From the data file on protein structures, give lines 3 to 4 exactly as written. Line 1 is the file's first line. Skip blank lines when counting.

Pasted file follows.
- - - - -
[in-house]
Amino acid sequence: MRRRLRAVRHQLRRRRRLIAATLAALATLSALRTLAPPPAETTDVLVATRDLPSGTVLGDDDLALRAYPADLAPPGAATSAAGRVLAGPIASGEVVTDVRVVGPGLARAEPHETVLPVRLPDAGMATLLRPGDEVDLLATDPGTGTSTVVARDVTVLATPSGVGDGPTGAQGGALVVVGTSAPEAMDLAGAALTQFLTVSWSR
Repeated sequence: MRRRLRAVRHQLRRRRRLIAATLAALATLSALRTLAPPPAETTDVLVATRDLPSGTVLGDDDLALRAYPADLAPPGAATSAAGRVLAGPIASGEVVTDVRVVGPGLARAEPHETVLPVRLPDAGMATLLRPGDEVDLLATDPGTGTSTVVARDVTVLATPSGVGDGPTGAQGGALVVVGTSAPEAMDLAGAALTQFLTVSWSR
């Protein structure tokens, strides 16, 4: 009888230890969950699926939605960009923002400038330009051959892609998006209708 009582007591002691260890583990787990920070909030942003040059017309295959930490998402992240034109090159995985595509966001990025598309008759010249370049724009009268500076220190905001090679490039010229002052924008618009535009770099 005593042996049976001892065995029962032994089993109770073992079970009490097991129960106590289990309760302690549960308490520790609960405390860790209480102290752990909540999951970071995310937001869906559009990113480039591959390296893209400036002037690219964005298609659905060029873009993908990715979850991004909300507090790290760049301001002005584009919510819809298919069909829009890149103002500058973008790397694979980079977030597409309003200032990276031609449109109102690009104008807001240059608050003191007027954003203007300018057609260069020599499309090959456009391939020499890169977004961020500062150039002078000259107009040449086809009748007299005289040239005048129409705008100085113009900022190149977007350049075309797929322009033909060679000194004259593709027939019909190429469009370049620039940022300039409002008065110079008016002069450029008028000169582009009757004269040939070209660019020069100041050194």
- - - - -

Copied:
Repeated sequence: MRRRLRAVRHQLRRRRRLIAATLAALATLSALRTLAPPPAETTDVLVATRDLPSGTVLGDDDLALRAYPADLAPPGAATSAAGRVLAGPIASGEVVTDVRVVGPGLARAEPHETVLPVRLPDAGMATLLRPGDEVDLLATDPGTGTSTVVARDVTVLATPSGVGDGPTGAQGGALVVVGTSAPEAMDLAGAALTQFLTVSWSR
């Protein structure tokens, strides 16, 4: 009888230890969950699926939605960009923002400038330009051959892609998006209708 009582007591002691260890583990787990920070909030942003040059017309295959930490998402992240034109090159995985595509966001990025598309008759010249370049724009009268500076220190905001090679490039010229002052924008618009535009770099 005593042996049976001892065995029962032994089993109770073992079970009490097991129960106590289990309760302690549960308490520790609960405390860790209480102290752990909540999951970071995310937001869906559009990113480039591959390296893209400036002037690219964005298609659905060029873009993908990715979850991004909300507090790290760049301001002005584009919510819809298919069909829009890149103002500058973008790397694979980079977030597409309003200032990276031609449109109102690009104008807001240059608050003191007027954003203007300018057609260069020599499309090959456009391939020499890169977004961020500062150039002078000259107009040449086809009748007299005289040239005048129409705008100085113009900022190149977007350049075309797929322009033909060679000194004259593709027939019909190429469009370049620039940022300039409002008065110079008016002069450029008028000169582009009757004269040939070209660019020069100041050194």